Rochester loves the Fringe.
In its inaugural year in 2012, the First Niagara Rochester Fringe Festival attracted more than 30,000 attendees, exceeding all expectations. In 2013, over 50,000 people from the Greater Rochester area, all fifty states, and around the globe attended more than 360 shows in 28 venues in and around downtown Rochester. The third Fringe in 2014 drew more than 60,000 visitors, and featured Circus Orange’s spectacular TRICYCLE public show as well as Spoon River Rochester and the return of the Magic Crystal Spiegeltent. Rave reviews continue to pour in from critics, news outlets, bloggers and festival goers alike. In fact, in just three years, Rochester’s Fringe has become one of the most successful fringe festivals in the nation—and one of Rochester’s newest, biggest and most anticipated festivals. Fringe 2015, held from Thursday, September 17 - Saturday, September 26, offered more than 500 performances and events.
For the Uninitiated.
In case you missed the first, second (or even third) Fringe, allow us to enlighten you. The Fringe is a 10-day, all-out, no-holds-barred, multi-disciplinary visual and performing arts festival. The Fringe features international, national and local artists. It showcases theater, comedy, visual arts, family entertainment, music, dance, physical theatre, street theatre, musical theatre, opera, poetry, literature and experiences that have yet to even be imagined!
Pioneers of the Fringe
The Fringe is a not-for-profit corporation pioneered by several of Rochester’s leading cultural institutions including Geva Theatre Center, George Eastman House and Garth Fagan Dance, as well as emerging groups such as PUSH Physical Theatre and Method Machine. The Board of Directors includes representatives from the University of Rochester, Rochester Institute of Technology, Bond Shoeneck & King PLLC, Boylan Code LLC, the Eastman School of Music, Mengel Metzger and Barr & Co. LLP, Writers & Books and the Center for Youth. The Fringe is a proud member of the US Association of Fringe Festivals.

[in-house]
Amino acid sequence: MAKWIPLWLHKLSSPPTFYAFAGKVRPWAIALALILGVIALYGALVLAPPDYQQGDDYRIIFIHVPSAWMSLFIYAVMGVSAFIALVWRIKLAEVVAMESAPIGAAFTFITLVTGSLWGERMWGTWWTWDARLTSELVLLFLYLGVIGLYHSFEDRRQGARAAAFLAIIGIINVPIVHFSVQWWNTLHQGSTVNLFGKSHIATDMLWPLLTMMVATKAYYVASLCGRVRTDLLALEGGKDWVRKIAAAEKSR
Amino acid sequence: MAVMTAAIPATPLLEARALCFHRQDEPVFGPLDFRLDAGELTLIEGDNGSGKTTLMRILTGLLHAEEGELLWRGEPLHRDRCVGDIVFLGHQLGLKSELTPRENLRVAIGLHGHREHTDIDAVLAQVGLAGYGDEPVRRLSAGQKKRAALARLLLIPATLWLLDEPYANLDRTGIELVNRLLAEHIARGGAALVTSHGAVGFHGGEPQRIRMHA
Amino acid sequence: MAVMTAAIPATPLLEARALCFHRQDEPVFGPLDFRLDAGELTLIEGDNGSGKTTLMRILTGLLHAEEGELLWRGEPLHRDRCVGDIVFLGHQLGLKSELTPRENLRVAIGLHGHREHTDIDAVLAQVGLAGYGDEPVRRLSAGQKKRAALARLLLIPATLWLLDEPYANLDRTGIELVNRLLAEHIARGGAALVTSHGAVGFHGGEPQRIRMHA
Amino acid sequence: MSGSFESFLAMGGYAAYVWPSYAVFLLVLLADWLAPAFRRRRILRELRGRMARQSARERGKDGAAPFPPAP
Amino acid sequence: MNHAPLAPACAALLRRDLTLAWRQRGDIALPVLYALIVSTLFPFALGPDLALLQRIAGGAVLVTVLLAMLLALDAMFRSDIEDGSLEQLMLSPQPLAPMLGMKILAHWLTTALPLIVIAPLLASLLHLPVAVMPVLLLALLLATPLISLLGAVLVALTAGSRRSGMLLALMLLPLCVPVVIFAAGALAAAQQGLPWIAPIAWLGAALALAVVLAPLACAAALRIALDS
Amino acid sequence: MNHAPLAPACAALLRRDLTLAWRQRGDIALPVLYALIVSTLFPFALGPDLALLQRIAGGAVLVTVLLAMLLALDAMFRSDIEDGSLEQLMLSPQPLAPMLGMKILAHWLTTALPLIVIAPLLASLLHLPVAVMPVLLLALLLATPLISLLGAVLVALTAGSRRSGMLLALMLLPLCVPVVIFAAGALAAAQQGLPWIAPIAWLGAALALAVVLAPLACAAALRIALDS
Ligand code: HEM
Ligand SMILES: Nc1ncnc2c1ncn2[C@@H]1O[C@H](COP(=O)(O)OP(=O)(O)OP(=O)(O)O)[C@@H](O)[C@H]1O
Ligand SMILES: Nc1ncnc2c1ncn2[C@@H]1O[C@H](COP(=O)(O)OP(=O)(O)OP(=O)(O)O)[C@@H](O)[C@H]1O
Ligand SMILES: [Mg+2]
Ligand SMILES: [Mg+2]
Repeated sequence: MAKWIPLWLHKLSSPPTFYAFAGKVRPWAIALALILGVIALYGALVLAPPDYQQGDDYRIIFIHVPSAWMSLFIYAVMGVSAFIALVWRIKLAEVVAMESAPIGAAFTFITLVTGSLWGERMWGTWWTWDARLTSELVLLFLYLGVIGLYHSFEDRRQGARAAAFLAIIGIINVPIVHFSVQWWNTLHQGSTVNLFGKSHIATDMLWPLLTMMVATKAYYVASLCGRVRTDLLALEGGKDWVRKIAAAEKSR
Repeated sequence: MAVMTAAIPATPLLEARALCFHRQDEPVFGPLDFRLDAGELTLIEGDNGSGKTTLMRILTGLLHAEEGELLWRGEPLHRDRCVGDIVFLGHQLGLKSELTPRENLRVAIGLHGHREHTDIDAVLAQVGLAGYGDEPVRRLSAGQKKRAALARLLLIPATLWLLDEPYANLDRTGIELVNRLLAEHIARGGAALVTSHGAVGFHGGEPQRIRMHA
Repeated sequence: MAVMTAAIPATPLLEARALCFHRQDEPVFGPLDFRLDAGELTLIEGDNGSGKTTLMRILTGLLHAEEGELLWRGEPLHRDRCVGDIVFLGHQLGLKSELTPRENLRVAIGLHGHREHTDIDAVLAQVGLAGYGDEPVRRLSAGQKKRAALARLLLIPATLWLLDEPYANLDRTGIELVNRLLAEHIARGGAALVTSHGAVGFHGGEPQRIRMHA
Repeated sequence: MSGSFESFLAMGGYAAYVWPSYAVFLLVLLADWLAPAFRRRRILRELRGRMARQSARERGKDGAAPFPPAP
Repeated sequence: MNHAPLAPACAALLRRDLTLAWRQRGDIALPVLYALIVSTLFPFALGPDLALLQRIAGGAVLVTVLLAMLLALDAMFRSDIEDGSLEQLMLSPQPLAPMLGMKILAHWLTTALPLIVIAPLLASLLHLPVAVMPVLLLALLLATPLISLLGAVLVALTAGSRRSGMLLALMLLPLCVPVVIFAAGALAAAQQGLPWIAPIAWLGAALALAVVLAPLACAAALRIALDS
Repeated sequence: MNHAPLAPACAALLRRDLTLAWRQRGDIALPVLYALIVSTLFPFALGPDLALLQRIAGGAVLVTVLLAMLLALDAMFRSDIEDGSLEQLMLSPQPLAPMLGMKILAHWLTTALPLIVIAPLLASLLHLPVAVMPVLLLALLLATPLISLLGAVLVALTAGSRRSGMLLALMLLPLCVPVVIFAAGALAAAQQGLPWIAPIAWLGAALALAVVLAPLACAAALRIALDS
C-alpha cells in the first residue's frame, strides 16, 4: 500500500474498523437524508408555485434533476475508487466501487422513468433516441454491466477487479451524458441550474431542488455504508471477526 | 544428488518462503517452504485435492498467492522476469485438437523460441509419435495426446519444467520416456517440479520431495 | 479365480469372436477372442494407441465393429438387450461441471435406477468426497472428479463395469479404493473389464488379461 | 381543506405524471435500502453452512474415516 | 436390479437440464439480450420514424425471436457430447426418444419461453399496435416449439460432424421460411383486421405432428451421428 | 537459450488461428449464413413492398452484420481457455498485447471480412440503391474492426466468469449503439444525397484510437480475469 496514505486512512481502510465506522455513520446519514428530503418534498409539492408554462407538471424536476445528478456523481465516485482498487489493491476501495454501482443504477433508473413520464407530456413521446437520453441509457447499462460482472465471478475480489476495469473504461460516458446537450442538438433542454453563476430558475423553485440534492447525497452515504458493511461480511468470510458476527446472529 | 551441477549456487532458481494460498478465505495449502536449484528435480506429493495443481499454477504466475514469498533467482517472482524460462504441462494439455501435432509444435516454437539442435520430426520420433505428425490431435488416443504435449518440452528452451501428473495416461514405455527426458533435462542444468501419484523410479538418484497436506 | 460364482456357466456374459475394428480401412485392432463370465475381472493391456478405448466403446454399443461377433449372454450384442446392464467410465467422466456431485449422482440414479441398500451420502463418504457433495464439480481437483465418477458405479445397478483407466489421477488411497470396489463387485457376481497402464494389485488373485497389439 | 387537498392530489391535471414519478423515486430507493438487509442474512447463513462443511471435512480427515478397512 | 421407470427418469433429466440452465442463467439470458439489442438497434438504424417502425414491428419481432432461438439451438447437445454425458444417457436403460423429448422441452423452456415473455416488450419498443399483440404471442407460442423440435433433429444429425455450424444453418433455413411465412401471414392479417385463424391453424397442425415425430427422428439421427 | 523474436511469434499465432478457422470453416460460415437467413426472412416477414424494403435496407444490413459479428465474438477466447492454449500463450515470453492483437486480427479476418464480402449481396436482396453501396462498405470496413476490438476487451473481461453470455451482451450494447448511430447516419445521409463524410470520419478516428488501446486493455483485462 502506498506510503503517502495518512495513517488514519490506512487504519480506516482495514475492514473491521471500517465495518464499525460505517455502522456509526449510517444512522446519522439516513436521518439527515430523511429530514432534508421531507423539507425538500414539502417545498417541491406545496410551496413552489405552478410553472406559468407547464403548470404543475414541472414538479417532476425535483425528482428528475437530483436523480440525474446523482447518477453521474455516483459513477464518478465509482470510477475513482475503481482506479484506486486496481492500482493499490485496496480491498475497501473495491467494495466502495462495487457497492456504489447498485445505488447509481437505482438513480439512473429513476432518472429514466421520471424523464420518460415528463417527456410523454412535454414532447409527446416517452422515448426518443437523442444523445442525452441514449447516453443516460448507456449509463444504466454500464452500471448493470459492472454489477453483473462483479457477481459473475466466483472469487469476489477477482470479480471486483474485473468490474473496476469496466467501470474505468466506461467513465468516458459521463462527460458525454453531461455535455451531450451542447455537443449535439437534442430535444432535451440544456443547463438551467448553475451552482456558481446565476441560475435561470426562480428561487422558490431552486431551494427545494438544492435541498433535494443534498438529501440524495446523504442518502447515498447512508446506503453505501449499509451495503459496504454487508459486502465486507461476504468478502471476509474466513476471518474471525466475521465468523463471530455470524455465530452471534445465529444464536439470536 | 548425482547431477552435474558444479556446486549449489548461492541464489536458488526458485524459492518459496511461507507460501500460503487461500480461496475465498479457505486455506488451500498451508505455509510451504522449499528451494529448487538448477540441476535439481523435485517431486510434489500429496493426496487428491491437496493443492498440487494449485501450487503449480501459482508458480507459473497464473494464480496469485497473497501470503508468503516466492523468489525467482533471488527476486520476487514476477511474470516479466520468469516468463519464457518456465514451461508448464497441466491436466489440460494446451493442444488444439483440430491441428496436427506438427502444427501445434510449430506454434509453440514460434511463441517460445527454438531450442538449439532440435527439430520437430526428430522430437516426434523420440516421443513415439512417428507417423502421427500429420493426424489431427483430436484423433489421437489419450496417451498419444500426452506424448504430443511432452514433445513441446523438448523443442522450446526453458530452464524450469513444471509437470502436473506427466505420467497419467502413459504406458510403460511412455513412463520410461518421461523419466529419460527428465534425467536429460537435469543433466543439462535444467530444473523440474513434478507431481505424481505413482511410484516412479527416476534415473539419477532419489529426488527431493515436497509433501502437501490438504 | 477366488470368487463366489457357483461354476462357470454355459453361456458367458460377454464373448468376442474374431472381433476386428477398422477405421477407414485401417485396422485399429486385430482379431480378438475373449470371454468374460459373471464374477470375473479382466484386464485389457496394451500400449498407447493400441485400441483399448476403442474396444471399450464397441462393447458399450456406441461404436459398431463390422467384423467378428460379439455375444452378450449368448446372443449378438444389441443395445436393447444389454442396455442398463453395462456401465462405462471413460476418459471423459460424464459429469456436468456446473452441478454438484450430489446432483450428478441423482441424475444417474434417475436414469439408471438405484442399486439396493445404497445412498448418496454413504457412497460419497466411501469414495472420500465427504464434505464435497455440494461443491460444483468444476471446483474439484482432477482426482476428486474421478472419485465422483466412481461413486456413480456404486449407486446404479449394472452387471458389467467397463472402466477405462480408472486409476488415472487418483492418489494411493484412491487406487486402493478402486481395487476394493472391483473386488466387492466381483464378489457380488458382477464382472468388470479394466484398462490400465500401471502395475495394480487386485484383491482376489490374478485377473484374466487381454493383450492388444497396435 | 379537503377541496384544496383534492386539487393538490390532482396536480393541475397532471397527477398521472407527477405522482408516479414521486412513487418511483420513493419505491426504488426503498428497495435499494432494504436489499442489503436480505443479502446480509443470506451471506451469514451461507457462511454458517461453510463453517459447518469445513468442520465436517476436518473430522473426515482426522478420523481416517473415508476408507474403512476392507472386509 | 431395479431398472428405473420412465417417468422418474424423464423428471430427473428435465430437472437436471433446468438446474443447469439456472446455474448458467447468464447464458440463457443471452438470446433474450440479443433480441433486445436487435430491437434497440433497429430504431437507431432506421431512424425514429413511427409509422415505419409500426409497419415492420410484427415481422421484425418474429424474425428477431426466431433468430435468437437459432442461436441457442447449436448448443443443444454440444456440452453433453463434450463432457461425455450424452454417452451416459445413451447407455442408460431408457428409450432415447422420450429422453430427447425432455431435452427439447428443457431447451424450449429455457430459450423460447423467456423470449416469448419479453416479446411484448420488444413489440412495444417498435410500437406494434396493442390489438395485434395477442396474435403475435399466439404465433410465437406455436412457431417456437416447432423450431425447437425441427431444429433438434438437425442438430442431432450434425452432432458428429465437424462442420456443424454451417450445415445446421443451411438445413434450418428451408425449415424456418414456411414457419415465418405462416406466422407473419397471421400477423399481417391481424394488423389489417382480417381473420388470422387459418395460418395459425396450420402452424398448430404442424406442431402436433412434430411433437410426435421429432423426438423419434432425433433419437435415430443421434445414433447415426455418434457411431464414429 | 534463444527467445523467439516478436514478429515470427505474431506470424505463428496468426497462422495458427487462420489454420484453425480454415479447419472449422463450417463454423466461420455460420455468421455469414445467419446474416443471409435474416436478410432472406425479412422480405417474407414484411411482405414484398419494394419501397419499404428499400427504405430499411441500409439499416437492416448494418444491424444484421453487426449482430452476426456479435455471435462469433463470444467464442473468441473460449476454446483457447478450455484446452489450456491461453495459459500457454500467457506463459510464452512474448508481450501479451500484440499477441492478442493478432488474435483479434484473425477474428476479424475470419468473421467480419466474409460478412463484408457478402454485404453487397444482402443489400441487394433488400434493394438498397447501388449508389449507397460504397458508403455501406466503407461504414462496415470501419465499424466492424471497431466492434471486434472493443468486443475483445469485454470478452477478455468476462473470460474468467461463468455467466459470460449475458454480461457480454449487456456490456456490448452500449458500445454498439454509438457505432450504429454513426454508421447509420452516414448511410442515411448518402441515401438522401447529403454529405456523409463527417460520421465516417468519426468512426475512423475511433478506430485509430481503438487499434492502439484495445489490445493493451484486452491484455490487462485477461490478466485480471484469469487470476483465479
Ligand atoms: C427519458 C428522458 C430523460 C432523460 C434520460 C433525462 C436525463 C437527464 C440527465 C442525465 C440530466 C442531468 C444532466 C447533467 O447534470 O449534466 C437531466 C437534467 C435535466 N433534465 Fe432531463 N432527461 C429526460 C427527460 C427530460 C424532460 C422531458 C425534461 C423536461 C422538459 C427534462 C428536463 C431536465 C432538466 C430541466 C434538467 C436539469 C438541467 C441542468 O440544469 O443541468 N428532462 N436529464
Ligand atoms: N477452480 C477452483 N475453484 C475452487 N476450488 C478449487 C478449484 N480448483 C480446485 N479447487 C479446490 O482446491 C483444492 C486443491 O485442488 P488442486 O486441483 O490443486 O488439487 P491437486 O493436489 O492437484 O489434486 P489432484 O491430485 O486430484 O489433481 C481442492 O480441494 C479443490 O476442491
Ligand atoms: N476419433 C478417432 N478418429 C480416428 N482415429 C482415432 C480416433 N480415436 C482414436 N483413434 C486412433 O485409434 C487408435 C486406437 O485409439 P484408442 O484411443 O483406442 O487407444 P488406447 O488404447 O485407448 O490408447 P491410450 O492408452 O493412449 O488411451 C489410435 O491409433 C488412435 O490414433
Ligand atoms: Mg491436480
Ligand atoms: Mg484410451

Born in Scotland. Loved the World Over.
In 1947, eight theatre groups crashed the newly established and curated Edinburgh International Festival. Uninvited and unwelcome, the groups performed anyway at venues they arranged themselves. The following year, Scottish journalist Robert Kemp coined the term “fringe festival” to describe these non-juried shows. The Edinburgh Fringe is now aptly nicknamed “the largest show on earth.” The 2013 festival saw 45,464 performances of 2,871 shows in 273 venues and lasted the entire month of August. It grosses more than £100 million, or $164 million USD, for the Scottish economy alone. Fringe venues run the gamut from proper theatres to a public restroom. Today, there are over 200 fringe festivals worldwide, with around 50 occurring in the US.
Rochester’s Only Bifurcated Festival.
As always, a few grand-scale events will be produced and presented by the Fringe itself. Last year’s free performance of Circus Orange in Martin Luther King, Jr. Park at Manhattan Square was the runaway hit of the Fringe, drawing 10,000 spectators. This year, NYC’s Grounded Aerial will perform on the side of the 21-story HSBC Plaza, and other headliner shows will take place in the Spiegeltent and Kilbourn Hall at the Eastman School of Music. World-renowned site-specific theatre company Rimini Protokoll will create its second-only US production of Remote X in our fair city with Remote Rochester. Once again, Fringe will produce all Gibbs Street events, including free shows on the stage, street performers, and outdoor movies in the Spiegelgarden. While this “half” of the Fringe shows are curated by Fringe, the other “half” are curated by Fringe venues. In fact, the vast majority of our shows are submitted via Fringe to its venues, who in turn curate their own lineups. Fringe-curated shows + venue-curated shows = a bifurcated festival.